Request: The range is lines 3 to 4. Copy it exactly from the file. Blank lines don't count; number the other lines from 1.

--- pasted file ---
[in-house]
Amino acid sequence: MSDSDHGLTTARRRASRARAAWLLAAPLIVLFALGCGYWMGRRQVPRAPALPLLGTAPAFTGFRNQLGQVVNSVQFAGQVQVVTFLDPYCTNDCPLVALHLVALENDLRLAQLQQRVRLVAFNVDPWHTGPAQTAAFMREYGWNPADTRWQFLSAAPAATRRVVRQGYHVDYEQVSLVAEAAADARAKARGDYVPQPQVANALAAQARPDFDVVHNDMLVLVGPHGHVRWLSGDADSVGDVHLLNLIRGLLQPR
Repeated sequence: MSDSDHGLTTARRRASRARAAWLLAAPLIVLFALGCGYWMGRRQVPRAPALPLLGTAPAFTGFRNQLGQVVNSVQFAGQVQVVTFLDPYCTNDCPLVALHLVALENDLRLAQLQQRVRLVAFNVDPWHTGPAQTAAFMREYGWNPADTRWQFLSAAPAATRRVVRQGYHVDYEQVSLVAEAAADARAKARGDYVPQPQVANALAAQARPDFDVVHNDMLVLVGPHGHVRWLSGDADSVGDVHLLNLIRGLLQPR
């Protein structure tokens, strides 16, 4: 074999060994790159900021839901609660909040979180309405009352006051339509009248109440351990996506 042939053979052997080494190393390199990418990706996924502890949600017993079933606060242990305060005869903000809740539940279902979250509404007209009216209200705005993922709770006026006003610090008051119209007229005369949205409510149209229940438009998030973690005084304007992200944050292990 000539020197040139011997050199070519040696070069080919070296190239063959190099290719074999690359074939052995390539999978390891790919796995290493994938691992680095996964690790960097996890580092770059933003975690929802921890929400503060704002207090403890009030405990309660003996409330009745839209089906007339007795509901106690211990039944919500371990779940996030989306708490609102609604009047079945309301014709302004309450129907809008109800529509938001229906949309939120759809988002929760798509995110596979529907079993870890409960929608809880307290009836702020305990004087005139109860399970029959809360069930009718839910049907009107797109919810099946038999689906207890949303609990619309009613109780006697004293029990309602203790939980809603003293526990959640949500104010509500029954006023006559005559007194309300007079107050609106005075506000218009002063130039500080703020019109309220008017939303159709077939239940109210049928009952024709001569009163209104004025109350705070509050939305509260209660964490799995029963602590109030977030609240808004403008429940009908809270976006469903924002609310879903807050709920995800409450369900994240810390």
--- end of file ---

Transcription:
Repeated sequence: MSDSDHGLTTARRRASRARAAWLLAAPLIVLFALGCGYWMGRRQVPRAPALPLLGTAPAFTGFRNQLGQVVNSVQFAGQVQVVTFLDPYCTNDCPLVALHLVALENDLRLAQLQQRVRLVAFNVDPWHTGPAQTAAFMREYGWNPADTRWQFLSAAPAATRRVVRQGYHVDYEQVSLVAEAAADARAKARGDYVPQPQVANALAAQARPDFDVVHNDMLVLVGPHGHVRWLSGDADSVGDVHLLNLIRGLLQPR
């Protein structure tokens, strides 16, 4: 074999060994790159900021839901609660909040979180309405009352006051339509009248109440351990996506 042939053979052997080494190393390199990418990706996924502890949600017993079933606060242990305060005869903000809740539940279902979250509404007209009216209200705005993922709770006026006003610090008051119209007229005369949205409510149209229940438009998030973690005084304007992200944050292990 000539020197040139011997050199070519040696070069080919070296190239063959190099290719074999690359074939052995390539999978390891790919796995290493994938691992680095996964690790960097996890580092770059933003975690929802921890929400503060704002207090403890009030405990309660003996409330009745839209089906007339007795509901106690211990039944919500371990779940996030989306708490609102609604009047079945309301014709302004309450129907809008109800529509938001229906949309939120759809988002929760798509995110596979529907079993870890409960929608809880307290009836702020305990004087005139109860399970029959809360069930009718839910049907009107797109919810099946038999689906207890949303609990619309009613109780006697004293029990309602203790939980809603003293526990959640949500104010509500029954006023006559005559007194309300007079107050609106005075506000218009002063130039500080703020019109309220008017939303159709077939239940109210049928009952024709001569009163209104004025109350705070509050939305509260209660964490799995029963602590109030977030609240808004403008429940009908809270976006469903924002609310879903807050709920995800409450369900994240810390």